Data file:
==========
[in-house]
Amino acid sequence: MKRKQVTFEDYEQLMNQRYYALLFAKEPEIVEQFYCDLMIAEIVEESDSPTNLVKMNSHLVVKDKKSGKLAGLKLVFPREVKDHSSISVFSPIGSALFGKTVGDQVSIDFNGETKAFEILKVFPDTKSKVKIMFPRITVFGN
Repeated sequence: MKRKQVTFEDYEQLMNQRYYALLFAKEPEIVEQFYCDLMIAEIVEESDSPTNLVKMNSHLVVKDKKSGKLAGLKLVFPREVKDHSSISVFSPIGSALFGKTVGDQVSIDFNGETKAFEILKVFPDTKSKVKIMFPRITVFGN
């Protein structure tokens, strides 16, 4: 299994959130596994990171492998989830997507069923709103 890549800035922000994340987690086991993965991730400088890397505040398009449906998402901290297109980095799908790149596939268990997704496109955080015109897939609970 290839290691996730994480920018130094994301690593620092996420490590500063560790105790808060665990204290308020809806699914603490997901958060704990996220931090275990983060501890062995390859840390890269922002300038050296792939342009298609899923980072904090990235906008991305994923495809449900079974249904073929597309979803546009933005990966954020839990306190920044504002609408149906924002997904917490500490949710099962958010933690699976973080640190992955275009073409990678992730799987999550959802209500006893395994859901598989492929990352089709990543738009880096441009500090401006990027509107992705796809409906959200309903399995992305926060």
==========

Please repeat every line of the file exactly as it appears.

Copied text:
[in-house]
Amino acid sequence: MKRKQVTFEDYEQLMNQRYYALLFAKEPEIVEQFYCDLMIAEIVEESDSPTNLVKMNSHLVVKDKKSGKLAGLKLVFPREVKDHSSISVFSPIGSALFGKTVGDQVSIDFNGETKAFEILKVFPDTKSKVKIMFPRITVFGN
Repeated sequence: MKRKQVTFEDYEQLMNQRYYALLFAKEPEIVEQFYCDLMIAEIVEESDSPTNLVKMNSHLVVKDKKSGKLAGLKLVFPREVKDHSSISVFSPIGSALFGKTVGDQVSIDFNGETKAFEILKVFPDTKSKVKIMFPRITVFGN
């Protein structure tokens, strides 16, 4: 299994959130596994990171492998989830997507069923709103 890549800035922000994340987690086991993965991730400088890397505040398009449906998402901290297109980095799908790149596939268990997704496109955080015109897939609970 290839290691996730994480920018130094994301690593620092996420490590500063560790105790808060665990204290308020809806699914603490997901958060704990996220931090275990983060501890062995390859840390890269922002300038050296792939342009298609899923980072904090990235906008991305994923495809449900079974249904073929597309979803546009933005990966954020839990306190920044504002609408149906924002997904917490500490949710099962958010933690699976973080640190992955275009073409990678992730799987999550959802209500006893395994859901598989492929990352089709990543738009880096441009500090401006990027509107992705796809409906959200309903399995992305926060």